I’ve been to quite a few festivals in my time, (any excuse not to wash for a few days), but I’ve never seen anything like the fireworks and animation display that celebrated the end of Camp Bestival 2012.

The weekend had been fantastic already, with surprise treats such as Chic – who’d have thought they wrote so many songs?? – and more predictably incredible entertainment in the form of Rolf Harris, but who’d have thought that something so amazing was going to be tucked away last thing on Sunday, long after I’ve normally given up and dragged the kids home?

The afternoon had been warm and relaxed. I’d spent a happy hour lying on the floor of the spoken word tent, thinking about how much more I liked Russell Kane as an author than a comedian, and then I’d teamed up with some strangers for a music quiz. A quick pint of pear cider and a last-minute entry into Ecover’s ‘Feel Good Giveaway‘* on my way to meet Boyfriend, and after a special moment sharing our dislike of the Happy Mondays, we were ready for some firework fun.

This video, courtesy of BrightonArt, is about fifteen minutes long, but it is well worth the watch. Set against the already stunning backdrop of Lulworth Castle, the combination of fireworks and animation was just breathtaking and made for a really spectacular end to a wonderful weekend.



*I could win £2,000 of family clothes from Boden! Nice. Fingers crossed I get lucky, so I can fit right in with all the yummy mummies at Camp Bestival next year.

If you follow me on twitter, you may have picked up on the fact that I was at Camp Bestival this weekend, courtesy of the very lovely people at Ecover.

"Ecover at Camp Bestival"

Yay for Ecover!

Despite the BBC predicting heavy rain, the sun shone for the whole weekend, and Boyfriend and I had a really wonderful time. I’ve been to Camp Bestival a few times before, so understood the whole family friendly vibe, but it was interesting to see Boyfriend’s confusion, as he compared it to his only other festival experience at Leeds. ‘When are people going to start pushing over the portaloos?’ he asked at one point, after telling me a rather nasty story about a guy, not wanting to lose his place at the front of a crowd, doing a poo on the floor.

Camp Bestival, needless to say, is not like this.

I shall be doing a proper round-up later in the week, including my personal highlights, but this is just a post to say thank you very much indeed to Ecover, for sending me off on such a fantastic weekend. If it wasn’t for Ecover, I’d never have seen this legend would I?

"Rolf Harris at Camp Bestival"

Can you tell who it is yet??

Thank you Ecover!

Last week, my talented colleague Bee and I paid a visit to the Argos Christmas gift show.

Well, well, well. What can we say? We were NOT impressed.

Now I totally accept that there may be some inherent differences between boys and girls, with girls often being inclined to enjoy more traditionally ‘girly’ toys, and vice versa. I also know though that there are plenty of girls who like playing with robots, cars, dinosaurs, and other things that aren’t bright pink, so why on earth did Argos feel the need to shove such horrible gender stereotypes down our throats?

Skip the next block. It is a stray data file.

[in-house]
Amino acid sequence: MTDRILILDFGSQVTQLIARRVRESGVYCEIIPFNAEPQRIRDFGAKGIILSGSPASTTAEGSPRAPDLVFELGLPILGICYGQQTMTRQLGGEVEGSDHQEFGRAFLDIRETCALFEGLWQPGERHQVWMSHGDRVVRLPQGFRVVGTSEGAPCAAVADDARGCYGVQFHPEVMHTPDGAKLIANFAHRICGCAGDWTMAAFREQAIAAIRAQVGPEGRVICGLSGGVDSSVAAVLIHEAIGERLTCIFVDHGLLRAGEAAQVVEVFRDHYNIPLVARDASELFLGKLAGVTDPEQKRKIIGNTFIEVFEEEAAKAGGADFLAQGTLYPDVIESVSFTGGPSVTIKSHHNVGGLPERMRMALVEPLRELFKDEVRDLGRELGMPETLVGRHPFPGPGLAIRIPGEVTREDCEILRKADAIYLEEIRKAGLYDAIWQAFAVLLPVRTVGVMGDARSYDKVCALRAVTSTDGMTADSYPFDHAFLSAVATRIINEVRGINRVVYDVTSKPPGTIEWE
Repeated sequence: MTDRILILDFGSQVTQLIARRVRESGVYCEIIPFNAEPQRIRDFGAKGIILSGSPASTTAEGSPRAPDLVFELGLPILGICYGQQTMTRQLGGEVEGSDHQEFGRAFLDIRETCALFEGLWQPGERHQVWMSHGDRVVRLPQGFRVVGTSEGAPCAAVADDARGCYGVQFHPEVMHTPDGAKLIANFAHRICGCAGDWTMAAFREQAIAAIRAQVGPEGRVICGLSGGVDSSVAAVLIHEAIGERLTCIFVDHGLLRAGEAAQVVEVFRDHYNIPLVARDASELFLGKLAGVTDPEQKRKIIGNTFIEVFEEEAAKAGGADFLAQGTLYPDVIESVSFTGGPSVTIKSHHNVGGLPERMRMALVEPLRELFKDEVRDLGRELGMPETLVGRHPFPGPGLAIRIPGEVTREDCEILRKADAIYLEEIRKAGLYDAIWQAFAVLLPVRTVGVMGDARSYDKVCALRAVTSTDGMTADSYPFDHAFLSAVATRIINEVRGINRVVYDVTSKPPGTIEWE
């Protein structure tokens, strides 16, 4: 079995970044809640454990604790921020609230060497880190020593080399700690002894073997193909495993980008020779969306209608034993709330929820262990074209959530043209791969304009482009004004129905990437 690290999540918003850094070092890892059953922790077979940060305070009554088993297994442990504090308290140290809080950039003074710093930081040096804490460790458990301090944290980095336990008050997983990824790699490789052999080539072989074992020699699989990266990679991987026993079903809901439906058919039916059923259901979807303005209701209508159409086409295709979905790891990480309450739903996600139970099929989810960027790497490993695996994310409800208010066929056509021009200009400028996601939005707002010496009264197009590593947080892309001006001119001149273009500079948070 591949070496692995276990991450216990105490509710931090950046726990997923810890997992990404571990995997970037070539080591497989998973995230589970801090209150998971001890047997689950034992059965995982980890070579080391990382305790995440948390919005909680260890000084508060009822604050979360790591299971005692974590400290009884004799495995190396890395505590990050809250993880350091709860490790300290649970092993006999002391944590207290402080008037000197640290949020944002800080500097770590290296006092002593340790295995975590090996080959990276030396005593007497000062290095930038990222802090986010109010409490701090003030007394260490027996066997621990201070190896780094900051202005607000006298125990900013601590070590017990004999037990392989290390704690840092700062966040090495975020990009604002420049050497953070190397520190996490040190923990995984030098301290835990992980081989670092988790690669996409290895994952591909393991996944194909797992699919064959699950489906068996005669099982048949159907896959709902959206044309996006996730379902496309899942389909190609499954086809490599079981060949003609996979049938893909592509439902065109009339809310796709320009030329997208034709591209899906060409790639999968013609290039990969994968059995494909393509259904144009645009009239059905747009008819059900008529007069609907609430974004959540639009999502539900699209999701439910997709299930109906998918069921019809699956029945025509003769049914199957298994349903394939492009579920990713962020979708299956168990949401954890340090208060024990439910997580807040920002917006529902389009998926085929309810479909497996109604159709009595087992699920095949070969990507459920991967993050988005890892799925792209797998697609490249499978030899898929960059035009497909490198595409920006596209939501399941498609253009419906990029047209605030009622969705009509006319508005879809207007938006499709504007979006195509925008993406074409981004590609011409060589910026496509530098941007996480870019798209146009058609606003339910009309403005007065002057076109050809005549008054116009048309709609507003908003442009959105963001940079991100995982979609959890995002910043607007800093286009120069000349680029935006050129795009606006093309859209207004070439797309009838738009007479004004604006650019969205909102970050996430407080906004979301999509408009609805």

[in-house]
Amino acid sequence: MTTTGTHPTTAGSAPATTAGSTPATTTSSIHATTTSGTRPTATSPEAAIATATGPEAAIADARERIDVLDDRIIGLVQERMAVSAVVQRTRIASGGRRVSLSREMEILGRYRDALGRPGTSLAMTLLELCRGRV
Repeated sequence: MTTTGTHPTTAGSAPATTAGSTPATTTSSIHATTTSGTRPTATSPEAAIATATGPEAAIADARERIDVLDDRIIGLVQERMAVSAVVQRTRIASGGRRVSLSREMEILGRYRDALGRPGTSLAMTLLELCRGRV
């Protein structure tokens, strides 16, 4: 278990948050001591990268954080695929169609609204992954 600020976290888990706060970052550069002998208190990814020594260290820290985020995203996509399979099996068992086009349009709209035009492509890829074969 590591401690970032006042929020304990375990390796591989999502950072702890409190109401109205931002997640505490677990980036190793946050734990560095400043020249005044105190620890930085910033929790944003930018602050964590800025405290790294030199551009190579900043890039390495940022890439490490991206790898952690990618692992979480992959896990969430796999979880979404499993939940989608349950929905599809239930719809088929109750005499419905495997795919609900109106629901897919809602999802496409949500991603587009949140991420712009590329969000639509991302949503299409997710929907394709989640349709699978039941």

See here, we have toys for girls:

And here, the toys that boys are allowed to play with:

It got worse.

On one side of the room, you had a hairdresser, offering women the chance to get their hair curled with the latest appliances, and opposite, you had this, because we all know that only men can play musical instruments:

Women obviously are too busy getting their nails done and arranging their daughters’ toys into different shades of pink.

Come on Argos. We’re in the 21st century now. Pull yourself together.

Variety is the spice of life, or so they say, but sometimes I worry that I take it too literally.


See what I mean?

I was out with some friends a couple of weeks ago that I haven’t seen for a while. I was talking about a new job I’d recently started working on, and saying how nice it was to be doing something that got me out of the house and into an office with other people.

“You’re a bit like that though aren’t you?” one of them said.

“What do you mean?” I asked.

“Well you know, a bit fickle,  always wanting to move on to something new.”

It wasn’t meant as an insult, just a fact, but it got me thinking.

It’s true of course that I do like to try new things, and get bored very quickly. It was less than a year ago after all since I was handing in notice my from an office job, and thinking how nice it would be to be able to stay at home and not see other people.

What I can’t quite get my head round though is whether this is a Good or a Bad Thing. Most of the time I try to put a positive spin on it – I like new challenges, it’s good to try new things etc etc – but other times I feel slightly ashamed of myself for not just being able to pick a job or a house or a hobby and stick to it.

I’m totally behind the idea that if you’re not getting what you want, not feeling fulfilled, you often need to just move on, but at what point does that go from being a healthy acceptance of change to something a little more compulsive? Is my apparent inability to commit to something long-term a weakness, or a sign of courage, strength of character, and a desire not to ‘settle’ for what I know isn’t quite right?